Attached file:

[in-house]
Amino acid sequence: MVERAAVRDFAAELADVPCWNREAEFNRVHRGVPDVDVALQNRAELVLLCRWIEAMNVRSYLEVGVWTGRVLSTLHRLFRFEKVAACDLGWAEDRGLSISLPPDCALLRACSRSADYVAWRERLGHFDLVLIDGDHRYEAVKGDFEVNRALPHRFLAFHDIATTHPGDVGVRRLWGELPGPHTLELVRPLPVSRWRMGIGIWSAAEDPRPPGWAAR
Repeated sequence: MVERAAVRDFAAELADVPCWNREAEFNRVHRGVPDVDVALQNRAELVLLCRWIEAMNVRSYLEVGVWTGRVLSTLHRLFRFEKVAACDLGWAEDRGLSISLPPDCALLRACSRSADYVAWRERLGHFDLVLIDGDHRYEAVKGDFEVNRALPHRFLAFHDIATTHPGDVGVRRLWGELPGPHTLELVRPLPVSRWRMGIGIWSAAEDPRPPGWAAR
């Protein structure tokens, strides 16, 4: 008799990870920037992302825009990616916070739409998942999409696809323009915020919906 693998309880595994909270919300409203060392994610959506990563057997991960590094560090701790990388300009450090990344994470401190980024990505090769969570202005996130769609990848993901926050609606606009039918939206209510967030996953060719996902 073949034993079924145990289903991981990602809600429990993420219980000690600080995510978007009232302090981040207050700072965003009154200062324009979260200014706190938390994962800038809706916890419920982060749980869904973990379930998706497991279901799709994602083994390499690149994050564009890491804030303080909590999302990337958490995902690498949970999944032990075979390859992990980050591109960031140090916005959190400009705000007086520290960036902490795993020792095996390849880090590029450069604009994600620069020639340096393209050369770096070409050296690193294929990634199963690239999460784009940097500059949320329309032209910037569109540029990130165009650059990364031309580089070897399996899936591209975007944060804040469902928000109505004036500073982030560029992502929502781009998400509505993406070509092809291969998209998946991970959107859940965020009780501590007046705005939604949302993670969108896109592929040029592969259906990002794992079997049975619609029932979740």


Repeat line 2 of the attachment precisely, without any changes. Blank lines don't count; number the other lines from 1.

Amino acid sequence: MVERAAVRDFAAELADVPCWNREAEFNRVHRGVPDVDVALQNRAELVLLCRWIEAMNVRSYLEVGVWTGRVLSTLHRLFRFEKVAACDLGWAEDRGLSISLPPDCALLRACSRSADYVAWRERLGHFDLVLIDGDHRYEAVKGDFEVNRALPHRFLAFHDIATTHPGDVGVRRLWGELPGPHTLELVRPLPVSRWRMGIGIWSAAEDPRPPGWAAR